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HE PRETENDED TO BE HIS DEAD GRANDMOTHER? BusinessInsider and the Columbia Journalism Review questioned Wall Street Journal reporter Dennis Berman's ethics and accuracy. (Credit: Business Insider, screenshot)

A Wall Street Journal reporter and bureau chief has been accused of being unethical and inaccurate in a column about the investing website SharesPost.

SharesPost is a company that bills itself as an “online marketplace for private investments.”  According to Cnet, SharesPost allows people to buy stock in private companies from “people who own pre-public shares.”   SharesPost also features “analysts’ research on the  companies in its market to help buyers and sellers agree on a value for shares being transacted.”

Business Insider questioned Dennis Berman‘s journalism ethics in reporting his column, because as Berman admits in his column, he used his dead grandmother’s information to enter SharesPost’s website.  Business Insider also reprinted an e-mail sent from SharesPost’s CEO David Weir to SharesPost members about the Berman’s column, posted on Business Insider’s website here.

Berman is the Wall Street Journal’s Money & Investing deputy bureau chief and manages “a team of bloggers.”

As Berman wrote in his column, “Relying on erroneous information that I, as a test, submitted under her name, SharesPost let Grandma into its realm.”  He later commented: “To SharesPost’s credit, it suspended Grandma’s access after it realized I was the one calling and asking questions under someone else’s name. Clearly, I was not a 107-year-old woman seeking an angle on Facebook.”

Journalism ethics codes, like the Society of Professional Journalists’, recommend journalists only resort to undercover reporting “when traditional open methods will not yield information vital to the public.”

While Berman did let his readers know that he posed as his dead grandmother, Business Insider wondered why Berman used his grandmother’s information to get an inside look at SharesPost system.  Business Insider explained that it recently submitted legitimate information to SharesPost to learn more about the system, and it was able to learn what it needed without having to lie.

“So, from our viewpoint, signing up for SharesPost and poking around in preparation for an interview is ethical, as long as we don’t submit fake information or misrepresent our reasons for signing up. Berman, meanwhile, appears to have crossed the ethics line by submitted, as Weir describes it, ‘fraudulent’ information.”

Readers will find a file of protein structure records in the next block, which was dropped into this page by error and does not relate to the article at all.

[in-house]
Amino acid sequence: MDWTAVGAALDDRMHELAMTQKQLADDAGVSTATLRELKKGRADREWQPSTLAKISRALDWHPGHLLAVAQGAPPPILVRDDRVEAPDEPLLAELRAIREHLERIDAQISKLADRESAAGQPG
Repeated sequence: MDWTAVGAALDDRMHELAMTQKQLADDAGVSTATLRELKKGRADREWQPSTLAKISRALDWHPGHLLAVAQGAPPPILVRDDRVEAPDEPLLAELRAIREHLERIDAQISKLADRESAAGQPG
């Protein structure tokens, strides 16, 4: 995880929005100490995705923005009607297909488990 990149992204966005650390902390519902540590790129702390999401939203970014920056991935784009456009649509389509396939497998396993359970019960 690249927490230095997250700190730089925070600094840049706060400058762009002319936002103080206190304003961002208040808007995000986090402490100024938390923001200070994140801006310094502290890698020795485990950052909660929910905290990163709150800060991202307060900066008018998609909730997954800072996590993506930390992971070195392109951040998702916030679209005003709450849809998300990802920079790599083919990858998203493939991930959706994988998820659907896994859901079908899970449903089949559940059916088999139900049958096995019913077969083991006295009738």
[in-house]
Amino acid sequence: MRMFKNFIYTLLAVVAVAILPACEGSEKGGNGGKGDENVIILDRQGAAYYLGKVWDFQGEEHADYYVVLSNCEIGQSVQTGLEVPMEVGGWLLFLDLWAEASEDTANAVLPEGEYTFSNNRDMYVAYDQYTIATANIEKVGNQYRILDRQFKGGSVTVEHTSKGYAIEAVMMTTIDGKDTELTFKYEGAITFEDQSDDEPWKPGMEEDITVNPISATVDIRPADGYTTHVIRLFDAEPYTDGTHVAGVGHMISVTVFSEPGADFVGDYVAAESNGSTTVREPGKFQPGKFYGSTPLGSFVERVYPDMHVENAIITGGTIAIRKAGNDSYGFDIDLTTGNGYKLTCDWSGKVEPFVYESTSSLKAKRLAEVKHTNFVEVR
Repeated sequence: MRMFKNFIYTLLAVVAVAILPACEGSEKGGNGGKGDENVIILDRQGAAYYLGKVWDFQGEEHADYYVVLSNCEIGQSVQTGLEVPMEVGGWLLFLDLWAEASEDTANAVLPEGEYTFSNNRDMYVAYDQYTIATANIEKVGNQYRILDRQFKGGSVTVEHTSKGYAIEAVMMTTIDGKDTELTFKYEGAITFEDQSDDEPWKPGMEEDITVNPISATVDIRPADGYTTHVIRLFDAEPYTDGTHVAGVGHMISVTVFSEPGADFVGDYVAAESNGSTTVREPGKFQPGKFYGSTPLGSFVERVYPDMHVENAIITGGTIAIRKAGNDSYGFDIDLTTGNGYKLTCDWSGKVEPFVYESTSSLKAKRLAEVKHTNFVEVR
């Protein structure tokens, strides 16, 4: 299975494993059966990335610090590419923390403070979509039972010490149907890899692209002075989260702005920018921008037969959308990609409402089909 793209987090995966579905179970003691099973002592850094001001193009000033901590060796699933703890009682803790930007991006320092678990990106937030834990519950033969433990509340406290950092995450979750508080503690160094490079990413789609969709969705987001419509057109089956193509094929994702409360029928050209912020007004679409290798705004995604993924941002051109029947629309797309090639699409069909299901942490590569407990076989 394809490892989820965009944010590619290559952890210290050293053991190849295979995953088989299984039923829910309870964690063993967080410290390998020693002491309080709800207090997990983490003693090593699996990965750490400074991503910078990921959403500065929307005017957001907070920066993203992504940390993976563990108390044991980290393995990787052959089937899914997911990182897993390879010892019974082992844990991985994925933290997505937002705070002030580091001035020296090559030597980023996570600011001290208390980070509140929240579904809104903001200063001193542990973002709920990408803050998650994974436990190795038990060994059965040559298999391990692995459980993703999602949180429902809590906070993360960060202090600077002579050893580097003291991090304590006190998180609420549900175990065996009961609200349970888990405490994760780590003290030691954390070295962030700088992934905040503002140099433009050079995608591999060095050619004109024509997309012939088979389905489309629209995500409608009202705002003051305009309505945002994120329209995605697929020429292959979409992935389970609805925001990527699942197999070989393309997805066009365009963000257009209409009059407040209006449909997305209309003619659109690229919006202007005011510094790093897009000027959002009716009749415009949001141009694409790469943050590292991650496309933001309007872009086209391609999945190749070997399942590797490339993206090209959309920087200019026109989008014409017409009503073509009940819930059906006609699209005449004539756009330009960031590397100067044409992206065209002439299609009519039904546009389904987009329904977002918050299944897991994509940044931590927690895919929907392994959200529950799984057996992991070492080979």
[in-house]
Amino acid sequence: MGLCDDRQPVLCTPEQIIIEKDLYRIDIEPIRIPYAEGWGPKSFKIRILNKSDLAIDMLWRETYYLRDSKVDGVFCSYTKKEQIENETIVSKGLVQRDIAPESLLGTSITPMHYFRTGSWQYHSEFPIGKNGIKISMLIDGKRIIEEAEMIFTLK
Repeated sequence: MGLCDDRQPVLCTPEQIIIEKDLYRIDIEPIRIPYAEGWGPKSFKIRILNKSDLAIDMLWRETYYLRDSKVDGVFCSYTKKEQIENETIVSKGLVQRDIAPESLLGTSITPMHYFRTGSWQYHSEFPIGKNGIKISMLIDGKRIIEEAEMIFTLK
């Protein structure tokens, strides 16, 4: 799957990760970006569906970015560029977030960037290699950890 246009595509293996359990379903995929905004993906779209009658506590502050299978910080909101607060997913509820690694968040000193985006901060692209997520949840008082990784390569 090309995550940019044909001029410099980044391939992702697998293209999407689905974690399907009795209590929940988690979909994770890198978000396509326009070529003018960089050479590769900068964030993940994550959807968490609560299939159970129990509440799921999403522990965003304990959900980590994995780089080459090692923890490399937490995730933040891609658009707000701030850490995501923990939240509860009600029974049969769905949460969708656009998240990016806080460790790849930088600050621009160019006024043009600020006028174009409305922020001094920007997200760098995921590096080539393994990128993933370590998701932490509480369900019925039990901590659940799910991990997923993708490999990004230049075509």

iMediaEthics aasked SharesPost what advantages Berman would gain by entering in another person’s information as opposed to using his own, real information to test SharesPost’s system. SharesPost CEO David Weir responded via e-mail to explain SharesPost participation levels.  According to Weir, “there are two levels of participation on the SharesPost online marketplace for private investments – members and accredited investors.”

You can register on the site for free and get “full access to new and archived private company research to help bring transparency and openness to the market for private company shares.” But, you can’t be listed as “accredited” on SharesPost if you don’t “meet certain income requirements per the SEC” and complete a SharesPost-reviewed “form and questionnaire.”  Weir added that all SharesPost transactions are “vetted by a licensed broker” before going through the system.

But, Berman isn’t just being criticized for misrepresenting himself.  He also reportedly made several errors in his reporting.

Weir called Berman’s story about SharesPost inaccurate and incomplete.  According to Weir, the article “badly misrepresented our company’s policies and procedures and was based on questionable journalistic ethics.”

Columbia Journalism Review also commented on Berman’s story and methods of reporting in a post on its Audit blog that called it unethical.  CJR also claimed that Berman’s story featured “lots of errors” such as the following:

  • Berman’s headline: Berman’s grandmother never invested in Facebook, despite the headline describing her as a “fledgling Facebook investor.”
  • Berman wrote that his grandmother “was ‘cleared’ to buy Facebook shares” and labeled “an accredited investor;” however, SharesPost suspended her account and Berman noted that users certify themselves.  SharesPost’s CEO Weir added that the suspension was “after six hours.”
  • Berman wrote that the SEC is looking into possible insider trading “in these secondary markets” like SharesPost. But the SEC reportedly hasn’t mentioned insider trading in any related investigation.